He held a knife on a 62-year-old day care worker before he raped her. He dragged a teenage girl into a dark field behind a library and changed her life forever.
Today, teenage rapist Kendrick Morris will get his punishment.
As an adult, Morris would have faced life in prison. But he raped at 15 and 16, and the U.S. Supreme Court made a ruling last year for juveniles like him, those who committed crimes in which nobody died:
They must get a "meaningful opportunity" for release.
Life without parole is "cruel and unusual."
Hillsborough Circuit Judge Chet A. Tharpe must consider his math - a too-high sentence could be rejected on appeal.
Prosecutors want a judge to impose a 60-year sentence in each rape, given consecutively to add up to 120. They argue the ruling doesn't restrict judges from sentencing back-to-back for multiple crimes.
"A lengthy prison sentence in each case cannot undo the damage that has been done to these victims," prosecutors Rita Peters and Michael Sinacore wrote in a sentencing memorandum filed in court, "but it will provide a small measure of justice."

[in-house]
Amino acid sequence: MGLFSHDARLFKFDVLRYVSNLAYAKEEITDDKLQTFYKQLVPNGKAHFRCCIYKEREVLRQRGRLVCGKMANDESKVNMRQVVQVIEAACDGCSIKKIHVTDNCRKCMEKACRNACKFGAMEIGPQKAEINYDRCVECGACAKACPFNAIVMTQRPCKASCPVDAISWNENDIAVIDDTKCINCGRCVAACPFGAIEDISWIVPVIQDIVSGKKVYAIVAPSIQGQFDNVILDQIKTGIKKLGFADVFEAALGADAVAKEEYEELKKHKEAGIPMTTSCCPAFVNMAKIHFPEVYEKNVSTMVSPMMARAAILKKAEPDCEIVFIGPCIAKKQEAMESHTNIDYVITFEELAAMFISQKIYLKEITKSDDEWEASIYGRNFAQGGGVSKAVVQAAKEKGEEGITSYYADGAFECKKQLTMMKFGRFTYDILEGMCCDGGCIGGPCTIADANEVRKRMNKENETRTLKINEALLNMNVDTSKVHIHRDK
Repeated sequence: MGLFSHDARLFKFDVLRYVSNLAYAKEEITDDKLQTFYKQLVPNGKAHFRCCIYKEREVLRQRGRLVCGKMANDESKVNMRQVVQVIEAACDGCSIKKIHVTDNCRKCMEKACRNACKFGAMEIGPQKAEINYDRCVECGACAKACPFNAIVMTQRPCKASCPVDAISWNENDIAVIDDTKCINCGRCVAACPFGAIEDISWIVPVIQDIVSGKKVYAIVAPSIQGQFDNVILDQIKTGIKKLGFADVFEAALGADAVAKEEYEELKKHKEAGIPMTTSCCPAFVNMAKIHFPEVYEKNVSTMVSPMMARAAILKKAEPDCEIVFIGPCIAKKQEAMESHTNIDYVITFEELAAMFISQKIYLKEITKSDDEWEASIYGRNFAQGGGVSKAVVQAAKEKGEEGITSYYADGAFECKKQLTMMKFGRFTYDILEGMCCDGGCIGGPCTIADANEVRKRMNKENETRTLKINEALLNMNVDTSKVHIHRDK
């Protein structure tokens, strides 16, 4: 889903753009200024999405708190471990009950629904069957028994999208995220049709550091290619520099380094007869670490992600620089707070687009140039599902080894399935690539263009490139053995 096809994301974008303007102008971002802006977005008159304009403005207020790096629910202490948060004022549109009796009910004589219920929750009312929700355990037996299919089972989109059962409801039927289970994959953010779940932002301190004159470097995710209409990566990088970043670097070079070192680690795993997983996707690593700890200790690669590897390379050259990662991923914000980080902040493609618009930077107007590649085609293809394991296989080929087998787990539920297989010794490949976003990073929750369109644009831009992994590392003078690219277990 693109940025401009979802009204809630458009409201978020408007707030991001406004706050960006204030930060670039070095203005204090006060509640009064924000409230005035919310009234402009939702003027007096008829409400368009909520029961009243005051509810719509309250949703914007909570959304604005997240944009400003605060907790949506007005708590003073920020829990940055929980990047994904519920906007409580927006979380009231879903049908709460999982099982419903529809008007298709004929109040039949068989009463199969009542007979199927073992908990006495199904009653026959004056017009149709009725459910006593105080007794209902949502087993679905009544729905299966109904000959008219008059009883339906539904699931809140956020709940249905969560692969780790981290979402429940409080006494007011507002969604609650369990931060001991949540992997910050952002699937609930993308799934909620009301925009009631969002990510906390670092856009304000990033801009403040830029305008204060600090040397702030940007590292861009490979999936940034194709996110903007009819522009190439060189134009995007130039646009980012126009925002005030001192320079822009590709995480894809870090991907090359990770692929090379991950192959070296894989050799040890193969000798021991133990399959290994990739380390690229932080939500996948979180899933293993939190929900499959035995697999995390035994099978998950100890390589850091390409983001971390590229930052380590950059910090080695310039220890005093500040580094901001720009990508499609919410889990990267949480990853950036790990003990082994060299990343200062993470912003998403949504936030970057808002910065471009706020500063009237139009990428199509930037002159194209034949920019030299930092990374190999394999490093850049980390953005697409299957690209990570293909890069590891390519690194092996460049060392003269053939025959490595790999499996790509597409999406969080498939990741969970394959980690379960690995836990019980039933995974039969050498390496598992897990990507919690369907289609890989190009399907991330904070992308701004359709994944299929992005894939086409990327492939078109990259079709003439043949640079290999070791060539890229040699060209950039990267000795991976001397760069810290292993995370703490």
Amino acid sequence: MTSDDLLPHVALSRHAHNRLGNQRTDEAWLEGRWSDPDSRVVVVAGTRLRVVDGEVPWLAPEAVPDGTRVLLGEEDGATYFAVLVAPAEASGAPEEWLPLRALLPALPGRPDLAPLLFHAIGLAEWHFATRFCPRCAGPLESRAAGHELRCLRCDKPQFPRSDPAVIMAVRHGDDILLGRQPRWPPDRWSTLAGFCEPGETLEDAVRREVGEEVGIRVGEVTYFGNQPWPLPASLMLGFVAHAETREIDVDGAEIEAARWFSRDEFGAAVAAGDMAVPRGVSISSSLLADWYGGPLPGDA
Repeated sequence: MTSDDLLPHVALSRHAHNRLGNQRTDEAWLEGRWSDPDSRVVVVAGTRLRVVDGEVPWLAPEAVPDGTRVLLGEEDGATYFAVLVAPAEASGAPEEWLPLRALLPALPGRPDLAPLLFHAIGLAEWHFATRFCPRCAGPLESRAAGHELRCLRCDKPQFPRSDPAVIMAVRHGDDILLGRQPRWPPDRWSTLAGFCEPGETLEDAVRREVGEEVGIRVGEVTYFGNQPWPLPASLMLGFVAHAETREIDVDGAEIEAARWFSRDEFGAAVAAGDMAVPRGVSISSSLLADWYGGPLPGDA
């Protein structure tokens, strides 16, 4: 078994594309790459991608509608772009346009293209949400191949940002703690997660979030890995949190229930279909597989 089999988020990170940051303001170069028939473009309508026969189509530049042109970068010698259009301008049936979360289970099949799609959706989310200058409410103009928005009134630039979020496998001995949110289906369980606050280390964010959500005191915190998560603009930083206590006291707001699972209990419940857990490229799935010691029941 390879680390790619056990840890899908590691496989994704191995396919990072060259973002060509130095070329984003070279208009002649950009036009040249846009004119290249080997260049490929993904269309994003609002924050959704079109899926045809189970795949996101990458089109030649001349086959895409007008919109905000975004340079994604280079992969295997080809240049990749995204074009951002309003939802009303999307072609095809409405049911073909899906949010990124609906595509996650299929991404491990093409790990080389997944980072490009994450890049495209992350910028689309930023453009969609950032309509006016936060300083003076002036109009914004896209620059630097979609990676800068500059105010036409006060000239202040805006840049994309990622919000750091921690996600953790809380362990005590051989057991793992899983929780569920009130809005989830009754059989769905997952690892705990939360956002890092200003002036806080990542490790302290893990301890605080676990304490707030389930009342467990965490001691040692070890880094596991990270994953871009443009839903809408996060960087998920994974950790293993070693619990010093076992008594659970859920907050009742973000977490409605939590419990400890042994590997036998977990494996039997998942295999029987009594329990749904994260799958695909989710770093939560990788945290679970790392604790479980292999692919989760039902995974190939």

Public defenders Rocky Brancato and Maria Pavlidis want a term less than 45 years, the amount of time their statistics estimate that Morris, as an African-American male, has left to live.
They say the judge can't discount the possibility that Morris might be rehabilitated.
And they ask him to consider aspects of Morris' childhood - the abuse he endured, violence he witnessed, his mother's absence.
Prosecutors will detail the damage done to the young woman raped behind the Bloomingdale library, once an ambitious high school senior, now someone trapped in a body with a damaged brain.
Those who knew her then, and now, will speak on her behalf.
And Morris will have to listen.
Check Tampabay.com for updates, and follow a live feed on Twitter, at twitter.com/tampabaycom. Alexandra Zayas can be reached at email@example.com or (813) 226-3354.